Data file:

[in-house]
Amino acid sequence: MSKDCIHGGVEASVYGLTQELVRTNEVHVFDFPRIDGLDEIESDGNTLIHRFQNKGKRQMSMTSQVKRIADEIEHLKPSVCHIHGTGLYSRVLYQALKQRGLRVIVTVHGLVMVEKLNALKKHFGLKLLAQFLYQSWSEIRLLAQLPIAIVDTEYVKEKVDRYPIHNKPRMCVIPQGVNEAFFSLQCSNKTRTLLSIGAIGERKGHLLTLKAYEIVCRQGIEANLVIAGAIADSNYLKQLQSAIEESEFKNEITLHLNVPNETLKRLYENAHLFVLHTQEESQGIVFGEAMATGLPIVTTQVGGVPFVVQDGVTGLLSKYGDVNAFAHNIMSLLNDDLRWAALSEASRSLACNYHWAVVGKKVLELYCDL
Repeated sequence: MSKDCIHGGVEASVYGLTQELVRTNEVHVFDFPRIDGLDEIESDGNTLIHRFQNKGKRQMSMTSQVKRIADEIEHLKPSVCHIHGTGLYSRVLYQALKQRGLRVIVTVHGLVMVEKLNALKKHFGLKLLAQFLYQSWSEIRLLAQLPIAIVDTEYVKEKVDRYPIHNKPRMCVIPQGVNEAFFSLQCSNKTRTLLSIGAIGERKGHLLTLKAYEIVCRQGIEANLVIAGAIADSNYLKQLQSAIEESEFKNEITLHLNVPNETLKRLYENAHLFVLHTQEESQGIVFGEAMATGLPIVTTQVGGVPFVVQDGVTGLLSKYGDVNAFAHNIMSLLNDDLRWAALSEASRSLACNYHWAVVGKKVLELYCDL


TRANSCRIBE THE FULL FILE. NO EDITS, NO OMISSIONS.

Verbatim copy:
[in-house]
Amino acid sequence: MSKDCIHGGVEASVYGLTQELVRTNEVHVFDFPRIDGLDEIESDGNTLIHRFQNKGKRQMSMTSQVKRIADEIEHLKPSVCHIHGTGLYSRVLYQALKQRGLRVIVTVHGLVMVEKLNALKKHFGLKLLAQFLYQSWSEIRLLAQLPIAIVDTEYVKEKVDRYPIHNKPRMCVIPQGVNEAFFSLQCSNKTRTLLSIGAIGERKGHLLTLKAYEIVCRQGIEANLVIAGAIADSNYLKQLQSAIEESEFKNEITLHLNVPNETLKRLYENAHLFVLHTQEESQGIVFGEAMATGLPIVTTQVGGVPFVVQDGVTGLLSKYGDVNAFAHNIMSLLNDDLRWAALSEASRSLACNYHWAVVGKKVLELYCDL
Repeated sequence: MSKDCIHGGVEASVYGLTQELVRTNEVHVFDFPRIDGLDEIESDGNTLIHRFQNKGKRQMSMTSQVKRIADEIEHLKPSVCHIHGTGLYSRVLYQALKQRGLRVIVTVHGLVMVEKLNALKKHFGLKLLAQFLYQSWSEIRLLAQLPIAIVDTEYVKEKVDRYPIHNKPRMCVIPQGVNEAFFSLQCSNKTRTLLSIGAIGERKGHLLTLKAYEIVCRQGIEANLVIAGAIADSNYLKQLQSAIEESEFKNEITLHLNVPNETLKRLYENAHLFVLHTQEESQGIVFGEAMATGLPIVTTQVGGVPFVVQDGVTGLLSKYGDVNAFAHNIMSLLNDDLRWAALSEASRSLACNYHWAVVGKKVLELYCDL